“…a profound change of outlook…that has taken place in Western thinking in the course of the last centuries. For a long time….the view asserted the existence of reason as a force not only in the individual mind but also in the objective world….great philosophical systems such as those of Plato and Aristotle, scholasticism, and German idealism were founded on an objective theory of reason. “
Harmony was reasonable. Proportion, both emotionally and materially, were a form of the reasonable. One could see the harmonious man or woman, the harmonious culture, and the harmonious dwelling.
The emphasis was on ends and not means.
Molly Klein’s comments on the previous post stimulated a return to the topic of snark, representation, realism, and to reason. For as she pointed out, was not the era of 1789 to 1848 the formation of forms that became the ancestors of today’s genre art?
As Horkheimer wrote; “there is a fundamental difference between this theory, according to which reason is a principle inherent in reality, and the doctrine that reason is a subjective faculty of the mind”.
Objective reason was not focused on means, or aims —- but on concepts, ideas, theory —even if, as Horkheimer suggested, some of it sounds rather too mythological. It may be that today mythological has come to mean children’s books, The Night Kitchen, or cartoons, rather than what it meant even as recently as 1944.
The current notion of ‘reason’, the new tyranny of the subjective, leads logically to the over-valuing of opinions. And the weird insistence (reactionary…and more on that in a minute) on the opinions of others.
As a side bar observation: a common refrain from those without real political maturity of any kind is to say ‘well, I read right wing and left wing news….I want to know what everyone is saying’. I always want to scream, read it ONCE for fuck sake, you don’t have to read fascists more than once. Once, and then you know what is wrong.
How often has one heard, ‘oh, its just your opinion, it all subjective anyway.
Where this leads of course is the management of the status-quo. Snark is the posture of smugness. The snarkiness is saying oh, pah-leeeze, that was so fifteen minutes ago last autumn. There are horizontal factors entering the discussion here. One is a basic anti-intellectualism, and the second is the infantilization of the culture. The primary narcissism of the infant and young child — and thinking on both Freud, and Leclaire, later, here, the role of the “picture of the real”, the parental construction of an image of the child, for the child — an unconscious wish of the parental authority. But, however it is shaped, and that is a pretty cogent dialogue to have, the fall back position of snark, it foundational backdrop is realism. But a particular sort of realism. The rationalist’s realism.
The white male western world view loves to congratulate itself on its rationality, while at the same time condescending paternalistically to less “developed” cultures (which means less wealthy). Lack of an iPhone usually means backwardness.
“In most cases, to be reasonable means not to obstinate, which in tern points to conformity with reality as it is.”
The snark stance is consonant with the hierarchical world of white power, white male power, and unreality (fantasy, which is very feminine….sort of sissy stuff, actually) can be tolerated only if it is either pathologized (a mental illness, a hallucination) or it is pure decoration (the feminine again). Men drink their coffee black, steaks rare, and etc etc etc. And there is a deeply entrenched belief in instrumental thinking, in logic, in the linear forward moving logic of Manifest Destiny, the internal combustion engine, and the assembly line. There is something yet to be tweezed out in this having to do with tools. With the direct hands-on making of *things*. For in such acts, and impulses lie several registers of contradiction and paradox.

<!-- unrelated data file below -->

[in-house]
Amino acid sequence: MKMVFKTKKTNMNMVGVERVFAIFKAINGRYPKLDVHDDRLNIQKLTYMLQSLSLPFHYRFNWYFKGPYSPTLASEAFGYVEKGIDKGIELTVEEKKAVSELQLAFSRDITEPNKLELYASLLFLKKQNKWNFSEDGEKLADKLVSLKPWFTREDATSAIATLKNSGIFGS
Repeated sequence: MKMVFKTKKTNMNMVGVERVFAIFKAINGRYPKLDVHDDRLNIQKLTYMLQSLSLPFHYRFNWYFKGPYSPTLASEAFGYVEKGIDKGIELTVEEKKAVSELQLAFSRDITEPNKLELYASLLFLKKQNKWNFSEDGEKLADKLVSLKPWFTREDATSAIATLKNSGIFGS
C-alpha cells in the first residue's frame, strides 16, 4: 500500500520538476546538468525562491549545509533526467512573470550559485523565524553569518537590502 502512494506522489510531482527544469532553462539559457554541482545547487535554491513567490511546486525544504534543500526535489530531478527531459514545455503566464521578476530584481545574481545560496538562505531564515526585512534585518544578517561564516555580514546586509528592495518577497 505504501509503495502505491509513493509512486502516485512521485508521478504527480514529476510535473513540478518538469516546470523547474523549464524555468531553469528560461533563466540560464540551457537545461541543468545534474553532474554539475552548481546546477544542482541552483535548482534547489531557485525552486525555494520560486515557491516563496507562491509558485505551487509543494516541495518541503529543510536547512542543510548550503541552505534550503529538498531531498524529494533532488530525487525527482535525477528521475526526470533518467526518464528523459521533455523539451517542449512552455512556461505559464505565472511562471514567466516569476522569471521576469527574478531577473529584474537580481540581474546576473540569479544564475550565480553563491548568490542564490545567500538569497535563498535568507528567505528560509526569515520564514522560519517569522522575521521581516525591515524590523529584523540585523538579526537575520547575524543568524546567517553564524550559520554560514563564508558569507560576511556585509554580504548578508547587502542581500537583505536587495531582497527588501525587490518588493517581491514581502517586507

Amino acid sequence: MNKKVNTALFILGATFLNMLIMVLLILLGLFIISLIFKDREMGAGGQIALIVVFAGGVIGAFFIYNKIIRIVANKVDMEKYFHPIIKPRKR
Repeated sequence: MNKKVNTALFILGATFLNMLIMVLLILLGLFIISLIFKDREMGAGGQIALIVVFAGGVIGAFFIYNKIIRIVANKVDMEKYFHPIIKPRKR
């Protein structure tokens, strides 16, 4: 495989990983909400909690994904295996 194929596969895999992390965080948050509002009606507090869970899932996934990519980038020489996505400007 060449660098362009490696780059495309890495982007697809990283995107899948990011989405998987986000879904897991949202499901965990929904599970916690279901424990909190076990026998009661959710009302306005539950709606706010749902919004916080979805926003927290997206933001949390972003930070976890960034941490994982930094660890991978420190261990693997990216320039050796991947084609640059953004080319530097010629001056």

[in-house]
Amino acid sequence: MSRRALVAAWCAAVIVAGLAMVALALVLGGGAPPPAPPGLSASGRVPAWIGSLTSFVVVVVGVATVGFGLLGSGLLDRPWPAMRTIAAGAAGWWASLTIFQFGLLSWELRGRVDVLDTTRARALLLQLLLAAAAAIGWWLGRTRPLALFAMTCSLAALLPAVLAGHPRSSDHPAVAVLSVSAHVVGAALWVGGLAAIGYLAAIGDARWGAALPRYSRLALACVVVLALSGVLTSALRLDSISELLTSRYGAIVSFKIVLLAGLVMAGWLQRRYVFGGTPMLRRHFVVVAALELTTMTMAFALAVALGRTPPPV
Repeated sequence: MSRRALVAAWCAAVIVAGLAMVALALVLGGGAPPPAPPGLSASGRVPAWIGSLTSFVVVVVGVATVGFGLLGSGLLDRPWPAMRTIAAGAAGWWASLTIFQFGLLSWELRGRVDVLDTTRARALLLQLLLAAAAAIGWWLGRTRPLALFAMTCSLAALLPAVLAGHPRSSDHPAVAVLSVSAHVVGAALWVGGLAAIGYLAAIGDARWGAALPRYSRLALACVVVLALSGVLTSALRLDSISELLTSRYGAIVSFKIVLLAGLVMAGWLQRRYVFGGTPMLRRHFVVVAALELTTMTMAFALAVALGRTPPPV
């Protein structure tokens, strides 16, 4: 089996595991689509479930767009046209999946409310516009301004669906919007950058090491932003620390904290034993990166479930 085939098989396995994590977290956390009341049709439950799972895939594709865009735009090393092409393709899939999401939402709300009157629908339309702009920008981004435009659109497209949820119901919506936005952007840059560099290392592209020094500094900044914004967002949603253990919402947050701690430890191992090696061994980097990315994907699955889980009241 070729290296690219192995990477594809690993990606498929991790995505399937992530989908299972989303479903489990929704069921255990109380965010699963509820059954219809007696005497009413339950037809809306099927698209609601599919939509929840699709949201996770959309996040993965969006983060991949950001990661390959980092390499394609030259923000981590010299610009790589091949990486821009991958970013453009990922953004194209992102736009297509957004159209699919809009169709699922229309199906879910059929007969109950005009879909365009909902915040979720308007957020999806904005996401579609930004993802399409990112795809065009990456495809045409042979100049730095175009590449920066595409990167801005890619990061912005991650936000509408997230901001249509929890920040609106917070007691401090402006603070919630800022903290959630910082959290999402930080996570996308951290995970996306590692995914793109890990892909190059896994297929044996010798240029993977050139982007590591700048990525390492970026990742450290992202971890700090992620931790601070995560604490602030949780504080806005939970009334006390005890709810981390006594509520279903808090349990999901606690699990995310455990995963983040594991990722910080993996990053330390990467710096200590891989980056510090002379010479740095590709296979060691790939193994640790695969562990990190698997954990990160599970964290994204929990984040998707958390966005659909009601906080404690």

This brings me back to this idea of defining realism. It cuts to the heart of both the creation of kistch aesthetics as we find them today, and to the world structure of global capital. At what point, historically, did the very idea of “realistic” gain traction? I don’t believe the goal of verisimilitude was consciously pursued prior to the late 1700s. And perhaps, really, the industrial revolution was a marker for a specific quality of “realism” emerging.
The question of genre, which I raised last time, cuts across all of this. When I read James Cain, now, it strikes me as closer to Noh Theatre than to kistch realism. The sense of formal rules of expression, in which the subjective is closed off, in a sense. The psychologizing that took over at the end of the 19th century, infused novelistic narrative with the primacy of the subjective (though Dostoyevski’s subjective is not today’s subjective). And with instrumental reason, per Horkheimer. That trajectory, from Romanticism, and tragedy, from myth and ritual, toward the subjectivist reason of the Enlightenment, and on to the belief in progress, linked up with Capital and Imperialist conquest, and the domination of nature, all sort of coalesced into a junk science form of rationalist withdrawl from self. It was the objectifying of the self. The colonial master of all HE surveyed. The bougeoisie, in their desire to emulate the men of wealth, the captains of industry, connecting it all up with an emotional deadness, of emotional witholding, and a hyper-masculinizing of culture, applauded and canonized this psychic distancing.
Now, even within this trajectory, aberrations and anomalies occurred. Or rather, that secret utopia posited by Adorno and Horkheimer, could be detected. The near religious discipline of a Jackson Pollack, or Rothko, or the proletarianized version of that discipline, secular yet by virtue of its fundamental refusal of the status quo, in pulp writers like Thompson and Cain, became a working class Kabuki act — or the monastical meditations of Carl Dryer, Bresson, or Ozu — these all expressed through the rigor of form, the ceremonial dimension of a pre-rational antiquity.
They all embodied a male stoicism, but served within that sensibility, as commentary on the truth of an alienated populace, lonely and confused. The truth of cynicism was suffering.